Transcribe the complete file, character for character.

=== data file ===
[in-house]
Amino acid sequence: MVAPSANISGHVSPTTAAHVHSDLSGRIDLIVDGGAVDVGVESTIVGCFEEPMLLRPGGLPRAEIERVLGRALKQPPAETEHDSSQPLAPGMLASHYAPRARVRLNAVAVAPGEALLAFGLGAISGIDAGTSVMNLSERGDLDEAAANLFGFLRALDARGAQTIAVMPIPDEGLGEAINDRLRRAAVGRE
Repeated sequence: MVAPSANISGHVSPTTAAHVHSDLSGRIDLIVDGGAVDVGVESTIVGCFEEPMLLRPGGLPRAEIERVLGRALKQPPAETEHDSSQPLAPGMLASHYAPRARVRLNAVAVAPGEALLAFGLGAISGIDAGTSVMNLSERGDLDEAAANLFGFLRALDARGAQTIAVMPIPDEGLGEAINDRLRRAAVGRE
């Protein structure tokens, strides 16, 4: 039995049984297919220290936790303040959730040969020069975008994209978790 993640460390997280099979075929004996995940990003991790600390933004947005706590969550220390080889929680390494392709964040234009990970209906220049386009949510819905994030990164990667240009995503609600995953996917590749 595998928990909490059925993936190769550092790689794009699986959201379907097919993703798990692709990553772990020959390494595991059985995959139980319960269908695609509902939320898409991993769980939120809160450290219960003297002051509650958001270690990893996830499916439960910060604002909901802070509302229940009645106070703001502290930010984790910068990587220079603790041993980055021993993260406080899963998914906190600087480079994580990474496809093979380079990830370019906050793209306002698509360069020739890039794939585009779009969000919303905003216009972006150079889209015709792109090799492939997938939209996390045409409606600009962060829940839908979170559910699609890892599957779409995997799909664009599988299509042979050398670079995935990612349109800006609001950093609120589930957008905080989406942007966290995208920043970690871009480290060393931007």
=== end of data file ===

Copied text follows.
[in-house]
Amino acid sequence: MVAPSANISGHVSPTTAAHVHSDLSGRIDLIVDGGAVDVGVESTIVGCFEEPMLLRPGGLPRAEIERVLGRALKQPPAETEHDSSQPLAPGMLASHYAPRARVRLNAVAVAPGEALLAFGLGAISGIDAGTSVMNLSERGDLDEAAANLFGFLRALDARGAQTIAVMPIPDEGLGEAINDRLRRAAVGRE
Repeated sequence: MVAPSANISGHVSPTTAAHVHSDLSGRIDLIVDGGAVDVGVESTIVGCFEEPMLLRPGGLPRAEIERVLGRALKQPPAETEHDSSQPLAPGMLASHYAPRARVRLNAVAVAPGEALLAFGLGAISGIDAGTSVMNLSERGDLDEAAANLFGFLRALDARGAQTIAVMPIPDEGLGEAINDRLRRAAVGRE
């Protein structure tokens, strides 16, 4: 039995049984297919220290936790303040959730040969020069975008994209978790 993640460390997280099979075929004996995940990003991790600390933004947005706590969550220390080889929680390494392709964040234009990970209906220049386009949510819905994030990164990667240009995503609600995953996917590749 595998928990909490059925993936190769550092790689794009699986959201379907097919993703798990692709990553772990020959390494595991059985995959139980319960269908695609509902939320898409991993769980939120809160450290219960003297002051509650958001270690990893996830499916439960910060604002909901802070509302229940009645106070703001502290930010984790910068990587220079603790041993980055021993993260406080899963998914906190600087480079994580990474496809093979380079990830370019906050793209306002698509360069020739890039794939585009779009969000919303905003216009972006150079889209015709792109090799492939997938939209996390045409409606600009962060829940839908979170559910699609890892599957779409995997799909664009599988299509042979050398670079995935990612349109800006609001950093609120589930957008905080989406942007966290995208920043970690871009480290060393931007």